The Medieval Prison: A Social History.

Author:Bowdre, Paul
Position:Book review
 
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The Medieval Prison: A Social History by Guy Geltner, Princeton University Press, Princeton, N.J., 2008, 224 pp.

Author Guy Geltner, a post-doctoral fellow in mediaval history at Lincoln College, University of Oxford, presents a careful and thoughtful reconstruction of life in medieval prisons and challenges previously held views of the life inside such institutions. Those with interests in penology, sociology, social anthropology and history will find The Medieval Prison, which recreates the life of medieval prisons in Venice, Florence and Bologna, a valuable reference on the often neglected fields of medieval penological and legal history.

The text of this book is divided into three key elements; the first looks at three unique Italian prison profiles the next addresses aspects of medieval imprisonment, and the third is a careful examination of prison life. The book concludes with an examination of the medieval prison both as a place and as a metaphor. The scholar interested in medieval penology will find the 39 pages of chapter notes and the 23-page bibliography an outstanding resource of manuscripts, published material, and research studies examining a range of medieval life issues.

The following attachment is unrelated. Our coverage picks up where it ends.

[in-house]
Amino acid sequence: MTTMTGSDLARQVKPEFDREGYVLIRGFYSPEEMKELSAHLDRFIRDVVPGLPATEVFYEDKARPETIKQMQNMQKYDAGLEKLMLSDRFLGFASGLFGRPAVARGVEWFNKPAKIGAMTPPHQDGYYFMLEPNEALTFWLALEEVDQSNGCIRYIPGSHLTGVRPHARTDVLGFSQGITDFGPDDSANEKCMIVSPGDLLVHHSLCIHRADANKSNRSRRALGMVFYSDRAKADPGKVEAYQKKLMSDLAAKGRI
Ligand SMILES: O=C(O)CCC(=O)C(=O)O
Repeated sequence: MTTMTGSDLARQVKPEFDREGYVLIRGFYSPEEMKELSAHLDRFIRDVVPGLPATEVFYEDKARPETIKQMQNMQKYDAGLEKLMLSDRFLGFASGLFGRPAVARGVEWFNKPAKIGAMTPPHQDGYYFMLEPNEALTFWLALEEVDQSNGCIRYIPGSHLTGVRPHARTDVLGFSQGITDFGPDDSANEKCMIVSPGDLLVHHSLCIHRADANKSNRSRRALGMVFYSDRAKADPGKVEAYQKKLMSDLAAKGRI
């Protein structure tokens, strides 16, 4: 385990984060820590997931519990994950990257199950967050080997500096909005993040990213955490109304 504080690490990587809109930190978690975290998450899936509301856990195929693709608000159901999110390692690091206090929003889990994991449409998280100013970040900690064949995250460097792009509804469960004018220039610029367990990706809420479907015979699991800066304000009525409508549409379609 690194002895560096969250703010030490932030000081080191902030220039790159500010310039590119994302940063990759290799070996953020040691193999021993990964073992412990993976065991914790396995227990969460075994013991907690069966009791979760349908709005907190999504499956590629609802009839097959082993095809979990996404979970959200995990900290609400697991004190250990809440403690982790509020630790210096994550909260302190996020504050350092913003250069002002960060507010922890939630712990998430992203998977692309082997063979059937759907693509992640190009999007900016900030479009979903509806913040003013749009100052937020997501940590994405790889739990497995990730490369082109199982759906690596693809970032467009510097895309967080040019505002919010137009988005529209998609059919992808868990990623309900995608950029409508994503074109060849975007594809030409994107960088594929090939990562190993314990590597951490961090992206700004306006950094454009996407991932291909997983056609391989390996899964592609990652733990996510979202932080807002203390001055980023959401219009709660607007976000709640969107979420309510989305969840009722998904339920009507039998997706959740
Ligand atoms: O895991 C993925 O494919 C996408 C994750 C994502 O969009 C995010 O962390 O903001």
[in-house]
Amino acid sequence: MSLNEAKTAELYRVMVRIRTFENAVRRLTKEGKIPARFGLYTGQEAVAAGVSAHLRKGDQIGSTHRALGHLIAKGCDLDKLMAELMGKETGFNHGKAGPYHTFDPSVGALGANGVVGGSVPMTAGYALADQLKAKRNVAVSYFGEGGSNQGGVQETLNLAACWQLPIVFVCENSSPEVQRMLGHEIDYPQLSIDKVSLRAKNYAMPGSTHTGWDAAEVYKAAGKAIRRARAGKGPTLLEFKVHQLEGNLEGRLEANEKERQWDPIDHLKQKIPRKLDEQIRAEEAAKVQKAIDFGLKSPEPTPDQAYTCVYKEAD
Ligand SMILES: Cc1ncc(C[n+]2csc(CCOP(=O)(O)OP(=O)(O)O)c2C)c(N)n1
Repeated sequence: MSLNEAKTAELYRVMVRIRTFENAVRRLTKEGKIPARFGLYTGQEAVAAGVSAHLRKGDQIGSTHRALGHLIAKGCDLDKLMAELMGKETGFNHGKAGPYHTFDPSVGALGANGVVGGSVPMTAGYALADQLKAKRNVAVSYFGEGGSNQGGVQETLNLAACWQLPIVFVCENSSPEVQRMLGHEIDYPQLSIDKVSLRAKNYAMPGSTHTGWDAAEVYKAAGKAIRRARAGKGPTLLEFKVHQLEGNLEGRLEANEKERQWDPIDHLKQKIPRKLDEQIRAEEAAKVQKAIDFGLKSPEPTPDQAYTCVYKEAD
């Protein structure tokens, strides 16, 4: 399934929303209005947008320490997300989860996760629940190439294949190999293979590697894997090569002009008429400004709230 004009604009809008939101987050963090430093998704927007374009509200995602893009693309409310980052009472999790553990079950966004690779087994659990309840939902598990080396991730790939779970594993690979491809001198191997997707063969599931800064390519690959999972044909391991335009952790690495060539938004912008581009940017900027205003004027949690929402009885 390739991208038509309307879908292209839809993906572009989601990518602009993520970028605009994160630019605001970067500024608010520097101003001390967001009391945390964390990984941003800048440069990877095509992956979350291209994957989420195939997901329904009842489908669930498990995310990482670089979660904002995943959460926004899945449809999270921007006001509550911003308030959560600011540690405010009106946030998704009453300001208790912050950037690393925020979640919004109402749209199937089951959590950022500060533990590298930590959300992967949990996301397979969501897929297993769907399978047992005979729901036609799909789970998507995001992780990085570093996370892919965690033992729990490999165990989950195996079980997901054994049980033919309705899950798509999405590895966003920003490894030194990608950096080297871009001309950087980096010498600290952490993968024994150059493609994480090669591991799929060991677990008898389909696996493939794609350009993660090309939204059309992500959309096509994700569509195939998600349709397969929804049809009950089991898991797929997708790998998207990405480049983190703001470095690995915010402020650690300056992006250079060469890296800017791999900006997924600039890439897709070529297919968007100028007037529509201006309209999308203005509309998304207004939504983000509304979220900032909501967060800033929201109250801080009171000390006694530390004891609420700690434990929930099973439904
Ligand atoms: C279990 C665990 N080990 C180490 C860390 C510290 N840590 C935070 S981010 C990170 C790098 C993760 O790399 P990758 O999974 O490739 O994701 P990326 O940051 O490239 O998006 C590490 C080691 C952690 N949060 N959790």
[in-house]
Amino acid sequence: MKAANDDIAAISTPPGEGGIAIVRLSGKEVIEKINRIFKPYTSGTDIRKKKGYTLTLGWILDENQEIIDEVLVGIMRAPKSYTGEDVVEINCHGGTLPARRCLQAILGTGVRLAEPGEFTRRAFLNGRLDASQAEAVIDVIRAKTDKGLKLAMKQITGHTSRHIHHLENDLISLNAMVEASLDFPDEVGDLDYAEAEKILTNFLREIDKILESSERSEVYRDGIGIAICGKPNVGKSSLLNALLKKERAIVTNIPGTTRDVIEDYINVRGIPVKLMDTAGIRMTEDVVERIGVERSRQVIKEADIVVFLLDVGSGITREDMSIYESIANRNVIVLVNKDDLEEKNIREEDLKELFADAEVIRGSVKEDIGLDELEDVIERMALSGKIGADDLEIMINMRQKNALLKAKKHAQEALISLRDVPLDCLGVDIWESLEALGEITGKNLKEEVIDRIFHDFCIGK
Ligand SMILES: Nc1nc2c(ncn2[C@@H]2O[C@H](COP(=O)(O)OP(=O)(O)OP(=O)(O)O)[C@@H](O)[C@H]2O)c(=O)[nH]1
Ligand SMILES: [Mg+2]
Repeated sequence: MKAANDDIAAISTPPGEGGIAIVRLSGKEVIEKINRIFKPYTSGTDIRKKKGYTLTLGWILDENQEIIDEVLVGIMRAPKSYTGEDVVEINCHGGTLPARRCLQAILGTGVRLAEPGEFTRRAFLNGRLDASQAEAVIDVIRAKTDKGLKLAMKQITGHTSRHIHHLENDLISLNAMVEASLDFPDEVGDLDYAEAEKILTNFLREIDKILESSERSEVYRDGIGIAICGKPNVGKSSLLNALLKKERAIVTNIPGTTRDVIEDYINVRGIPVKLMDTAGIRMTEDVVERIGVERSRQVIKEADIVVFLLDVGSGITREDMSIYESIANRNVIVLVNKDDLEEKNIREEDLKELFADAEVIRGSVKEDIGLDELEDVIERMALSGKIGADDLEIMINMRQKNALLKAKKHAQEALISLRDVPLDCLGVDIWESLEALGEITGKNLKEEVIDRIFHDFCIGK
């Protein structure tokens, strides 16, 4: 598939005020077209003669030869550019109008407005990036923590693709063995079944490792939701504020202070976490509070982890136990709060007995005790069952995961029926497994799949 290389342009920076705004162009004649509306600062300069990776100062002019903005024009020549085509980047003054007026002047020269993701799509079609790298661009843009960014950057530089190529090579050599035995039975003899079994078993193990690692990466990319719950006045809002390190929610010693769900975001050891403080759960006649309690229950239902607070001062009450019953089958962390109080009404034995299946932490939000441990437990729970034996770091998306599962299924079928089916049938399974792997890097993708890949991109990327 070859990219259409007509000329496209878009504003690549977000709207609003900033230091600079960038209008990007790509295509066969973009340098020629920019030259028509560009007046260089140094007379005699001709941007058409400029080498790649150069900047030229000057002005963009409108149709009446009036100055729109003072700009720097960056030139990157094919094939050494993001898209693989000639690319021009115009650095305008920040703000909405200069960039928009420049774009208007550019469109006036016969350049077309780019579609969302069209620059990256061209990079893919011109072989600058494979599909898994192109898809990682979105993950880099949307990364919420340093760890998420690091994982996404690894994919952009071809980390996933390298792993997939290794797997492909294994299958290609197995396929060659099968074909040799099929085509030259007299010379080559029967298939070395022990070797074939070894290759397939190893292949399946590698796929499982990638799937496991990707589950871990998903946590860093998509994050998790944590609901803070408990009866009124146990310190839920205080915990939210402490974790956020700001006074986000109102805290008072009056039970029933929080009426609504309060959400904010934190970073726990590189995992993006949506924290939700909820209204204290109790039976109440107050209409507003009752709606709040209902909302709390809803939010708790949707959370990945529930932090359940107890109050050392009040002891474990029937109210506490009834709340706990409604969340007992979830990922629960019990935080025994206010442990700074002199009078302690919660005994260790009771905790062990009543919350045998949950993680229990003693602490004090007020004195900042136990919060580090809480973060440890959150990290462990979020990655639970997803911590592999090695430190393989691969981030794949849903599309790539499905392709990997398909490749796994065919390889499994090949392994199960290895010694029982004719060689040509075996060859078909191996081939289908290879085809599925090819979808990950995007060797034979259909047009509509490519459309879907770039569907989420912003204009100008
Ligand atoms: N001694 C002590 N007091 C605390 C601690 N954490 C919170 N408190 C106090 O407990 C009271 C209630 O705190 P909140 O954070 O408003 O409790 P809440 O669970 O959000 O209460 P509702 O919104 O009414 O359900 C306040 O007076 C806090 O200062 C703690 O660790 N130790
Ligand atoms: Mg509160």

Geltner acknowledges that although modern incarceration is a complex penal measure, its features were already developed and operating in 14th century prisons, including an administration, financial issues, and the development of an inmate classification system. The prisons of Venice Florence and Bologna were developed between mid-1200 and mid-1300. Although all three cities employed their prisons with different missions, they essentially all built them in centrally located and highly visible spots, developed staff conduct regulations and guidelines, and established staff selection. This period also saw and inmate base that was growing, while activity that would support and improve the welfare of prisoners was taking off. Inside prisons there were frequent visit by local magistrates, legal representatives, families, friends, and those offering particular services such as physicians and religious leaders. Outside of prisons, local festivals would occasionally be held along with the regular gathering of community vendors. Inmates were often permitted to leave prison walls to purchase or beg for food, meet with legal representatives and attend to family maters.

The book truly provides an outstanding look at life inside a medieval prison. The author discusses the...

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